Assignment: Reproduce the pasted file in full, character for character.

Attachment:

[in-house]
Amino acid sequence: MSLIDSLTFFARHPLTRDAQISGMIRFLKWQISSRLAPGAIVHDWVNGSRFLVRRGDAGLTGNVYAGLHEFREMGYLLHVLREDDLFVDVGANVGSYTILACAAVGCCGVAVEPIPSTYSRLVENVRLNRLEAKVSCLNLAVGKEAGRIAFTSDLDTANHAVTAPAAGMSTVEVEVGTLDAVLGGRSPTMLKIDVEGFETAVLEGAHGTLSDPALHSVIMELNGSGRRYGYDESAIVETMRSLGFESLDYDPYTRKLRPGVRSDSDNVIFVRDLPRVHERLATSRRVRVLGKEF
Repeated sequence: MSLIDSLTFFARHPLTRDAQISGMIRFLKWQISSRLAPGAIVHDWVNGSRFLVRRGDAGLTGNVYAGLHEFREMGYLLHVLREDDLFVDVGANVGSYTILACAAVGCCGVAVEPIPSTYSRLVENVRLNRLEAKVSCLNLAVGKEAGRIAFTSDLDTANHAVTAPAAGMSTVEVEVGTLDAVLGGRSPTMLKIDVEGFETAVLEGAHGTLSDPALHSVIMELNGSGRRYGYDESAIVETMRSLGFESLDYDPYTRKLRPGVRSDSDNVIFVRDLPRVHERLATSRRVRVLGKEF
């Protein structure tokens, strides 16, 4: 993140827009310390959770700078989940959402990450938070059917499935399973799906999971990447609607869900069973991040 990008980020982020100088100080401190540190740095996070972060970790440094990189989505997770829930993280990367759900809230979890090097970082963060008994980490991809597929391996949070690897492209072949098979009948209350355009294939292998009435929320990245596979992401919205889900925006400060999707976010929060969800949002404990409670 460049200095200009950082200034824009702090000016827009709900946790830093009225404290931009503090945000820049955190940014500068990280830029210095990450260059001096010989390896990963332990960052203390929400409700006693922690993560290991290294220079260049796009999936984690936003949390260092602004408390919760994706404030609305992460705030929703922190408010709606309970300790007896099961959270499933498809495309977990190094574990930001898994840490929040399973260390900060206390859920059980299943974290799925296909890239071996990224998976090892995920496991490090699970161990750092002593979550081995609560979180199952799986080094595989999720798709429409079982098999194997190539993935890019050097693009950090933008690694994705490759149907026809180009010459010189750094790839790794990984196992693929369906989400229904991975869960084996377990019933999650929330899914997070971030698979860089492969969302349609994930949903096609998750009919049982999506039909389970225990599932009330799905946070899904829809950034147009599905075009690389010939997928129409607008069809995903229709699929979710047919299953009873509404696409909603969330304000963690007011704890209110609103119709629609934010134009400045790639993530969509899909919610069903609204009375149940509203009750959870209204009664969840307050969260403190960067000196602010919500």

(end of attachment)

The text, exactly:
[in-house]
Amino acid sequence: MSLIDSLTFFARHPLTRDAQISGMIRFLKWQISSRLAPGAIVHDWVNGSRFLVRRGDAGLTGNVYAGLHEFREMGYLLHVLREDDLFVDVGANVGSYTILACAAVGCCGVAVEPIPSTYSRLVENVRLNRLEAKVSCLNLAVGKEAGRIAFTSDLDTANHAVTAPAAGMSTVEVEVGTLDAVLGGRSPTMLKIDVEGFETAVLEGAHGTLSDPALHSVIMELNGSGRRYGYDESAIVETMRSLGFESLDYDPYTRKLRPGVRSDSDNVIFVRDLPRVHERLATSRRVRVLGKEF
Repeated sequence: MSLIDSLTFFARHPLTRDAQISGMIRFLKWQISSRLAPGAIVHDWVNGSRFLVRRGDAGLTGNVYAGLHEFREMGYLLHVLREDDLFVDVGANVGSYTILACAAVGCCGVAVEPIPSTYSRLVENVRLNRLEAKVSCLNLAVGKEAGRIAFTSDLDTANHAVTAPAAGMSTVEVEVGTLDAVLGGRSPTMLKIDVEGFETAVLEGAHGTLSDPALHSVIMELNGSGRRYGYDESAIVETMRSLGFESLDYDPYTRKLRPGVRSDSDNVIFVRDLPRVHERLATSRRVRVLGKEF
């Protein structure tokens, strides 16, 4: 993140827009310390959770700078989940959402990450938070059917499935399973799906999971990447609607869900069973991040 990008980020982020100088100080401190540190740095996070972060970790440094990189989505997770829930993280990367759900809230979890090097970082963060008994980490991809597929391996949070690897492209072949098979009948209350355009294939292998009435929320990245596979992401919205889900925006400060999707976010929060969800949002404990409670 460049200095200009950082200034824009702090000016827009709900946790830093009225404290931009503090945000820049955190940014500068990280830029210095990450260059001096010989390896990963332990960052203390929400409700006693922690993560290991290294220079260049796009999936984690936003949390260092602004408390919760994706404030609305992460705030929703922190408010709606309970300790007896099961959270499933498809495309977990190094574990930001898994840490929040399973260390900060206390859920059980299943974290799925296909890239071996990224998976090892995920496991490090699970161990750092002593979550081995609560979180199952799986080094595989999720798709429409079982098999194997190539993935890019050097693009950090933008690694994705490759149907026809180009010459010189750094790839790794990984196992693929369906989400229904991975869960084996377990019933999650929330899914997070971030698979860089492969969302349609994930949903096609998750009919049982999506039909389970225990599932009330799905946070899904829809950034147009599905075009690389010939997928129409607008069809995903229709699929979710047919299953009873509404696409909603969330304000963690007011704890209110609103119709629609934010134009400045790639993530969509899909919610069903609204009375149940509203009750959870209204009664969840307050969260403190960067000196602010919500």